A music supervisor has a big job, as defined by the TV Academy: She or he “creatively contributes to the story, character development and overall narrative of the program by engaging in song selection, guiding original song creation and production, overseeing on-camera music performances… contributing to the creation of a unique music aesthetic.”
This year’s five nominees reflect those ideals:
More from Variety
Frankie Pine, music supervisor for “Daisy Jones & The Six,” was hired five years ago; she was even part of the casting process for the rise-and-fall story of a ’70s rock band. “It was all-encompassing,” she says, “being able to do every aspect of music to help create that authenticity.”
Pine submitted episode 8, which depicts the band touring the U.S. “We had all those on-cameras. Everything was done to playback,” she reports, “but everything was also recorded live,” providing multiple options during post-production.
The choice of non-Daisy Jones songs from the ’70s was also critical: “It was such an incredible decade of music, the beginning of punk and disco and funk, that we really wanted to represent.”
An on-camera performance is also central to the final episode of “Ted Lasso,” supervisor Tony Von Pervieux points out. The team sings “So Long, Farewell” (from “The Sound of Music”) to departing coach Lasso, which required composer Tom Howe to arrange for the actors to record the song and prepare a backing track of the tune.
Von Pervieux also realized his dream: Working with Grammy-winning producer Max Martin to create an original song, which Ed Sheeran co-wrote and sings in the finale.
It was a year-long process – luckily they were “super fans of the show” – and star-producer Jason Sudeikis wrote a scene to accommodate “A Beautiful Game.” The Cat Stevens song that closes the episode was also Sudeikis’ idea, he says.
Robin Urdang has already won three Emmys for music supervision on “The Marvelous Mrs. Maisel,” and this year has entered the series finale, which includes songs by such superstars as Bob Dylan, Barbra Streisand and Petula Clark.
But the surprising “get” was engaging pop duo Tegan and Sara to sing “Girls Talk” for the show’s final moments with Midge (Rachel Brosnahan) and Susie (Alex Borstein) in 2005.
The “Maisel” pilot used Dave Edmunds’ version of the 1978 Elvis Costello song, and that tune was cut into the finale during post-production. “Amy came to me and said, ‘Do you think Tegan and Sara would do this?’ Just like that,” Urdang recalls. Not only did they add their vocals to a newly produced track, but top musicians Marshall Crenshaw and David Mansfield are playing in the band.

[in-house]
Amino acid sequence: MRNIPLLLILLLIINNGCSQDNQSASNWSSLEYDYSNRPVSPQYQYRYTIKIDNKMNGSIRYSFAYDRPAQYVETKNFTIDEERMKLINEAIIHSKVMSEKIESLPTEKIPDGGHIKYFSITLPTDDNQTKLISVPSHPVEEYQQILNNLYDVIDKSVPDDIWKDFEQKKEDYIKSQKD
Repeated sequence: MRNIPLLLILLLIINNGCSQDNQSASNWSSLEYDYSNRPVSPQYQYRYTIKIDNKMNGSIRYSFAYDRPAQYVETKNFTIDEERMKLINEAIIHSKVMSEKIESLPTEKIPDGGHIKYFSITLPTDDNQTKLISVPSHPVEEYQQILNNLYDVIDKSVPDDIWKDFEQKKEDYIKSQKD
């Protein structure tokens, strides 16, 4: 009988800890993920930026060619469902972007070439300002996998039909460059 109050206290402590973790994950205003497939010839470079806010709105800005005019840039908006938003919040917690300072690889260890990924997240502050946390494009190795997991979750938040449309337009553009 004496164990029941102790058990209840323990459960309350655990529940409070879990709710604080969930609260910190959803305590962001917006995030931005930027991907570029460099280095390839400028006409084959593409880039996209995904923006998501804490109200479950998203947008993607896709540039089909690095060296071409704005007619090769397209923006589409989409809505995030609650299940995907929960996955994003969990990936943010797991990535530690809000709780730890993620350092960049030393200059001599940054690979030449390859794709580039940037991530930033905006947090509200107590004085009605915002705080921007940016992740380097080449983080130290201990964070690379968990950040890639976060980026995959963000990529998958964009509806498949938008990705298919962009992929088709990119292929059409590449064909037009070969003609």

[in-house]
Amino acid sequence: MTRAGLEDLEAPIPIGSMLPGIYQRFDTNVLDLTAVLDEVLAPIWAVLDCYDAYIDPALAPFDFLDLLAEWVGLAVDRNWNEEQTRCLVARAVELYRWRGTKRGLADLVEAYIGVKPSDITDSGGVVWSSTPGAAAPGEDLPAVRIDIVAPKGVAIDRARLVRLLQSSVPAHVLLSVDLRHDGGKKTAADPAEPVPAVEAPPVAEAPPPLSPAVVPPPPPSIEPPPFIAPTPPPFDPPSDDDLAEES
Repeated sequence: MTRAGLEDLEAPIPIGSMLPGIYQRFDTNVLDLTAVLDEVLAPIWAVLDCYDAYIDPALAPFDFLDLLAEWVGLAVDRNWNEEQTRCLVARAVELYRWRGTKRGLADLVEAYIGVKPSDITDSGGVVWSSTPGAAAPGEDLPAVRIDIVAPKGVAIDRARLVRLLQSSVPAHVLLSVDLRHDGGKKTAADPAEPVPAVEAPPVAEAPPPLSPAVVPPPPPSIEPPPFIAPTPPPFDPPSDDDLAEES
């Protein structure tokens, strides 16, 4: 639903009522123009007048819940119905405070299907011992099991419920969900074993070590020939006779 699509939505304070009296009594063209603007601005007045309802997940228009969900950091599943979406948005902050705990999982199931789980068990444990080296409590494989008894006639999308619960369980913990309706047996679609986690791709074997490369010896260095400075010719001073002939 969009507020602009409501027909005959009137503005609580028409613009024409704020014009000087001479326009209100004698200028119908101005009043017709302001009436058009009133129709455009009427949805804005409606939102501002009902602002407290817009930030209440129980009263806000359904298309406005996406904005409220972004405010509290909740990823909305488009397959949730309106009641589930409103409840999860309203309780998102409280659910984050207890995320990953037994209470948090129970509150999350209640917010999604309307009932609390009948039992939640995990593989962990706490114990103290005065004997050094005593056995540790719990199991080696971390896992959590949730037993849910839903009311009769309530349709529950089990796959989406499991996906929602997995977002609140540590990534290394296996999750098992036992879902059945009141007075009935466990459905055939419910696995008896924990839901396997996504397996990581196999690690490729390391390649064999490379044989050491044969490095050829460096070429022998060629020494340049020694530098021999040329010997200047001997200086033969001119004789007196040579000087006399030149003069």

Nora Felder, last year’s winner for “Stranger Things,” entered its two-hour-plus fourth-season finale. “Each song was essential to the story by highlighting the plight and bravery of our heroes as they worked in tandem to combat formidable evil forces,” she says.
Songs included Metallica’s “Master of Puppets,” Moby’s “When It’s Cold I’d Like to Die,” the Police’s “Every Breath You Take,” Siouxsie & The Banshees’ “Spellbound,” and Kate Bush’s “Running Up That Hill,” which was a sensation on the charts last year as a result of its use in “Stranger Things.”
Metallica, big fans of “Stranger Things,” provided musical stems for their song in preparation for the scene in which Eddie (Joseph Quinn) “plays the ultimate rock performance of his life,” Felder says. Ty Trujillo, son of Metallica bassist Rob Trujillo, enhanced the guitar parts. “Metallica’s involvement contributed to the magnitude and impact of this dramatic moment,” she adds.
The Italian locale of “The White Lotus’s” second season was key to the music choices, supervisor Gabe Hilfer notes. “It’s in keeping with the overall vibe – there’s a mystery element, a fantastical element, sweeping shots of exteriors and the ocean… music that would feel congruent to the beautiful visuals that they captured.”
He arranged for “Godfather” music to be played live on set when the cast visited the shooting location; figured out what lounge piano player Giuseppe would perform; used Pink Martini’s “Ninna Nanna” to set the mood for episode 3; and discovered iconic Sicilian singer Rosa Balistreri for Tonya’s tarot card reading.
“An Italian vibe was the perceived directive,” Hilfer explains. “Authenticity was really paramount, making sure that we took the audience and planted them firmly in Sicily with the cast.”
Best of Variety